Claude Cahun: “La Garçonne” in the Hirsch Library March 29, 2018

One of the artists featured in the Hirsch Library’s exhibition Written with the Body, Claude Cahun has only recently started to become as well known as she should have been in her lifetime. Born in France, Cahun (1894–1954) was a writer, photographer, and activist. Her art explores the shift in gender dynamics during and following World War I, when women moved into positions from which they had previously been excluded.

La Garçonne

Modern women, known in France as les garçonnes (a feminized spelling of the French word for “boys”), grew in numbers with such a force that campaigns began to encourage women to return to the hearth, marry, procreate, and rebuild France. Cahun, however, was more interested in experimenting with—and rewriting—the complexities of gender roles and identity.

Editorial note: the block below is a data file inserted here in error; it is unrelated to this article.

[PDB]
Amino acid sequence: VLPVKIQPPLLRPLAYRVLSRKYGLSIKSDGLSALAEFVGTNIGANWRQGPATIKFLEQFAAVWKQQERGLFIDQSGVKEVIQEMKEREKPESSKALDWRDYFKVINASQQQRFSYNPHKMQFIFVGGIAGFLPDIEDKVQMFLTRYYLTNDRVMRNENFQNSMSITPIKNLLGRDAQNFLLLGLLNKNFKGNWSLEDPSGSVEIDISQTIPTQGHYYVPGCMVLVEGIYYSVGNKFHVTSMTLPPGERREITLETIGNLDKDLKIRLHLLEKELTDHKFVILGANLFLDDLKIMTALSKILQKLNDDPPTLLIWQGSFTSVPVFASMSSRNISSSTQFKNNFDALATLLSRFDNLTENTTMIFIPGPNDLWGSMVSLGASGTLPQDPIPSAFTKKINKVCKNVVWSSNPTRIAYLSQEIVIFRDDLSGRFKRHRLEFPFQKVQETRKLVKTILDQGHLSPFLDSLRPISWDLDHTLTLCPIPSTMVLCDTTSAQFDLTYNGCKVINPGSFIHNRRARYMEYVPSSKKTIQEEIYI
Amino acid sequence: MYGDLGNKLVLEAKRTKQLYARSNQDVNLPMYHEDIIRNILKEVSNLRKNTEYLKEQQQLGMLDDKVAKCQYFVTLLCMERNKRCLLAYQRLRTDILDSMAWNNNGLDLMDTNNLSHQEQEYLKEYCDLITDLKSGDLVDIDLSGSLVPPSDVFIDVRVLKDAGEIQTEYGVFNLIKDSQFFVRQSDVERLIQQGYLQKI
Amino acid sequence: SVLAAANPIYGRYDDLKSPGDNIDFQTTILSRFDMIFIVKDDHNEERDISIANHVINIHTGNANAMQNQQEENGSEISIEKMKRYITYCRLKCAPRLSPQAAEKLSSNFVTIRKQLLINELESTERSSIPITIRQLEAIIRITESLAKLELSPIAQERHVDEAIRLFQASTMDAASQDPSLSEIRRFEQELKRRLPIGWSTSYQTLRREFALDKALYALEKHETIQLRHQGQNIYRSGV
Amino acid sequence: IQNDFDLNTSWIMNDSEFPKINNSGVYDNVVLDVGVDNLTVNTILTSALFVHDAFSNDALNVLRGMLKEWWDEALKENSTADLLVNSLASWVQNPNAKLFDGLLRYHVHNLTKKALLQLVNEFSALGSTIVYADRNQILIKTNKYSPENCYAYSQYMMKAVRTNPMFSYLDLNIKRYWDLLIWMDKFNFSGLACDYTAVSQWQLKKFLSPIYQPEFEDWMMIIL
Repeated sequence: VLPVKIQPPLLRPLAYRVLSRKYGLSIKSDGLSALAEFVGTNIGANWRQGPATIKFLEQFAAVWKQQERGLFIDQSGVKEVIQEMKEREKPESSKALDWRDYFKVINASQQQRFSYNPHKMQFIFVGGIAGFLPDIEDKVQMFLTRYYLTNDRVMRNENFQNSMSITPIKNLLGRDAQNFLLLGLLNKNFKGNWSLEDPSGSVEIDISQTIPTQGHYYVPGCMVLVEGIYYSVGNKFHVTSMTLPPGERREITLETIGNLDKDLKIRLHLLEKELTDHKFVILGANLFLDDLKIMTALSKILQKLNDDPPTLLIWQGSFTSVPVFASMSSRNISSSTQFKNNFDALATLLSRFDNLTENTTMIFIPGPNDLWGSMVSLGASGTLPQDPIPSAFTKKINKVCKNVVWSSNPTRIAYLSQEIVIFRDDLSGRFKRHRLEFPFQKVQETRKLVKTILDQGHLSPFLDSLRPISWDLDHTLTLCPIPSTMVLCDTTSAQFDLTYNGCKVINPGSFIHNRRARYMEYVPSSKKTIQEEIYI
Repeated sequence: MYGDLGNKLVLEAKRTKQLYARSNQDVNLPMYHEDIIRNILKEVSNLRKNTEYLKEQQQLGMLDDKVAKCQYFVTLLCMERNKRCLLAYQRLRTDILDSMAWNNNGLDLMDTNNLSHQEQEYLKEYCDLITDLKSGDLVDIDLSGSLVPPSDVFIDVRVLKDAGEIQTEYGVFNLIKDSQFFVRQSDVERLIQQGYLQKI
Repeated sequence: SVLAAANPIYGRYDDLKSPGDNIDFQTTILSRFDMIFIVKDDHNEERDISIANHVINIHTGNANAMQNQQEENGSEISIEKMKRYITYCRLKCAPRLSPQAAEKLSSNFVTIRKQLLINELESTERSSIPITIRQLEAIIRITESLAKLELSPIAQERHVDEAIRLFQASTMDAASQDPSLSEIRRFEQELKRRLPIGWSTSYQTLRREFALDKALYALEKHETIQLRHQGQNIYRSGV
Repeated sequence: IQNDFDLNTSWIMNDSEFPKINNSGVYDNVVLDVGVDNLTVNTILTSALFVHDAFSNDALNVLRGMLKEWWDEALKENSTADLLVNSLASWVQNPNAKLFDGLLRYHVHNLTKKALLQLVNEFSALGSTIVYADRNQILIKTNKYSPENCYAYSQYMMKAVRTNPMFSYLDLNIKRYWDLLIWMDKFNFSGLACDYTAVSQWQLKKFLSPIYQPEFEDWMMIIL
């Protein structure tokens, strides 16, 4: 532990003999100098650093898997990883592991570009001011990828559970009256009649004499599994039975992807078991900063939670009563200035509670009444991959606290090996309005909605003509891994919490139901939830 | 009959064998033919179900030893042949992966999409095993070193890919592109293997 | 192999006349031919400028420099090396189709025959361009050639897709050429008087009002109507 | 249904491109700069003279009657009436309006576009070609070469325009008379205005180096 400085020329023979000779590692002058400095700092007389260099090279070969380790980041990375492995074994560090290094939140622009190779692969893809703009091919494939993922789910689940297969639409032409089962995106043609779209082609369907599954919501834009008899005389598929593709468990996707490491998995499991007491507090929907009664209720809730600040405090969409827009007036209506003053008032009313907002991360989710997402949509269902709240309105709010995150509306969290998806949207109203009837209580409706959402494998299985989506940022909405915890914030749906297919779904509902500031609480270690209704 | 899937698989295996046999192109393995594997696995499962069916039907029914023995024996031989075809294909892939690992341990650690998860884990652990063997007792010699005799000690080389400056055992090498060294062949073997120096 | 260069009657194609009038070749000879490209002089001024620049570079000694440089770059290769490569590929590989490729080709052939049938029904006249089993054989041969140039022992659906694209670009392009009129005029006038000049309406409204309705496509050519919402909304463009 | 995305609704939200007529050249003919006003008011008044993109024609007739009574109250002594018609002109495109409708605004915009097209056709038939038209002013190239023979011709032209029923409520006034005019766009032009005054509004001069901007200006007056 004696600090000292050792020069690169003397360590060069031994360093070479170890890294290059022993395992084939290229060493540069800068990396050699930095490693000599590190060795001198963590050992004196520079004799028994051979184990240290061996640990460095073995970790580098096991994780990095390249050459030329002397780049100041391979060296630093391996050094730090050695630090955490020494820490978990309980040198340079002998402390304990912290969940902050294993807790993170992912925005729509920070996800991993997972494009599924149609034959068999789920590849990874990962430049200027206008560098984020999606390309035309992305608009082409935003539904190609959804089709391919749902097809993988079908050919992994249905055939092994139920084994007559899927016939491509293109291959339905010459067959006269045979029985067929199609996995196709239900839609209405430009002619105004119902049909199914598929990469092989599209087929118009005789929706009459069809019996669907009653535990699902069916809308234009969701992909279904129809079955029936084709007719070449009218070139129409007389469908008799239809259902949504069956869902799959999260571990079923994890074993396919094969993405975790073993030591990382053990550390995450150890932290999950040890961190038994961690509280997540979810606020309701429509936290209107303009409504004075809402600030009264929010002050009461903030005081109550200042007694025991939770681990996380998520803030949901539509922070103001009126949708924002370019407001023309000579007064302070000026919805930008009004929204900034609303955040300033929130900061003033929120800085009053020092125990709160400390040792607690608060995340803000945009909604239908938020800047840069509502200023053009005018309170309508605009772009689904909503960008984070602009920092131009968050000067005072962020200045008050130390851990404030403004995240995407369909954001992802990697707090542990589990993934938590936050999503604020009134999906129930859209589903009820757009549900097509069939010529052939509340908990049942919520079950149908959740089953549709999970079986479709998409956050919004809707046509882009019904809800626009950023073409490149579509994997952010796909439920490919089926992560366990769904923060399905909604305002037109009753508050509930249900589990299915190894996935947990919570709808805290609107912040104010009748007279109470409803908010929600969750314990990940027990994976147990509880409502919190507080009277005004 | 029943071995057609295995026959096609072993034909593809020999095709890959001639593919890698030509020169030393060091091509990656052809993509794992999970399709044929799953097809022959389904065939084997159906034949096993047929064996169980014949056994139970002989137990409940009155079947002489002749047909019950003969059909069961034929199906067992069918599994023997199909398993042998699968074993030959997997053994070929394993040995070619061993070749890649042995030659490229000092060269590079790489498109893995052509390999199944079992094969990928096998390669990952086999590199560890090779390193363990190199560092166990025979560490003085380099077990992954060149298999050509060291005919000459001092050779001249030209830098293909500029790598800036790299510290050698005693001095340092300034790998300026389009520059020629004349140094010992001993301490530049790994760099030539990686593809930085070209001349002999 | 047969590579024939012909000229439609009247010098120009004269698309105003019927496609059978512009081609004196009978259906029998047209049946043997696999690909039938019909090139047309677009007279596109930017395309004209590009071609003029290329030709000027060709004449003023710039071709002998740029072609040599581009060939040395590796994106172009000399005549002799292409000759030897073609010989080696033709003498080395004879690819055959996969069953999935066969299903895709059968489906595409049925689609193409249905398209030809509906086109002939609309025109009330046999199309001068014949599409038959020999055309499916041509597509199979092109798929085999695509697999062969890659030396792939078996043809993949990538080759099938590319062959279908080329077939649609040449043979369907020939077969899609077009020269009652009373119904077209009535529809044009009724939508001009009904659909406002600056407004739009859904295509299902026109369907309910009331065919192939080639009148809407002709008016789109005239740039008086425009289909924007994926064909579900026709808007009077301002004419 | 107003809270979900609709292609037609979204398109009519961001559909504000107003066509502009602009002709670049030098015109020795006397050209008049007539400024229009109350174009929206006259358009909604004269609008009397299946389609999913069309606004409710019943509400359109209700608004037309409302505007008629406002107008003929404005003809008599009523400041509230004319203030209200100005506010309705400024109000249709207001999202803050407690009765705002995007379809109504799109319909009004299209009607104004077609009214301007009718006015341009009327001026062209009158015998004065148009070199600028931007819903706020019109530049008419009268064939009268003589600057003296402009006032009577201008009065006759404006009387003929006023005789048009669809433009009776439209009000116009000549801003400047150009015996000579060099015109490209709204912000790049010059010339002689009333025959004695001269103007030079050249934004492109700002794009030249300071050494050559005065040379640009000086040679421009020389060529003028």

Aveux non avenus

Created within the context of Europe’s Dada and Surrealist movements, Cahun’s book Aveux non avenus (Disavowals, or Canceled Confessions), was published by Éditions du Carrefour in 1930. An avant-garde publishing house based in Paris, Carrefour also produced books by Max Ernst—see the Hirsch Library’s copy of La Femme 100 Têtes (The Hundred Headless Women)—and Franz Kafka.

Each chapter of Aveux non avenus is preceded by a photomontage—often made by Cahun in collaboration with her partner, Marcel Moore—featuring musings on the female body, femininity, and a desire to normalize the fluidity of gender and sexual orientation. As one of the few female Surrealists, Cahun countered the movement’s erotic objectification of the female body by posing nude with confidence and dressing in drag.

The Hirsch Library’s copy of Claude Cahun’s Aveux non avenus
The Hirsch Library’s copy of Claude Cahun’s Aveux non avenus, on view in Written with the Body.

Paving the Way

A forerunner of American photographers Cindy Sherman and Francesca Woodman, Cahun invented and performed a variety of personas in her work, in addition to creating and photographing staged scenarios with dolls and inanimate objects. Like Sherman and Woodman, Cahun made photographs that are mostly self-exploratory self-portraits. Yet Cahun’s characters voiced her position as an outsider: a woman, a lesbian, a Jew. Through them, she challenged the cultural paradigms of her time.  

See more in the exhibition “Written with the Body,” on view in the Hirsch Library through April 28.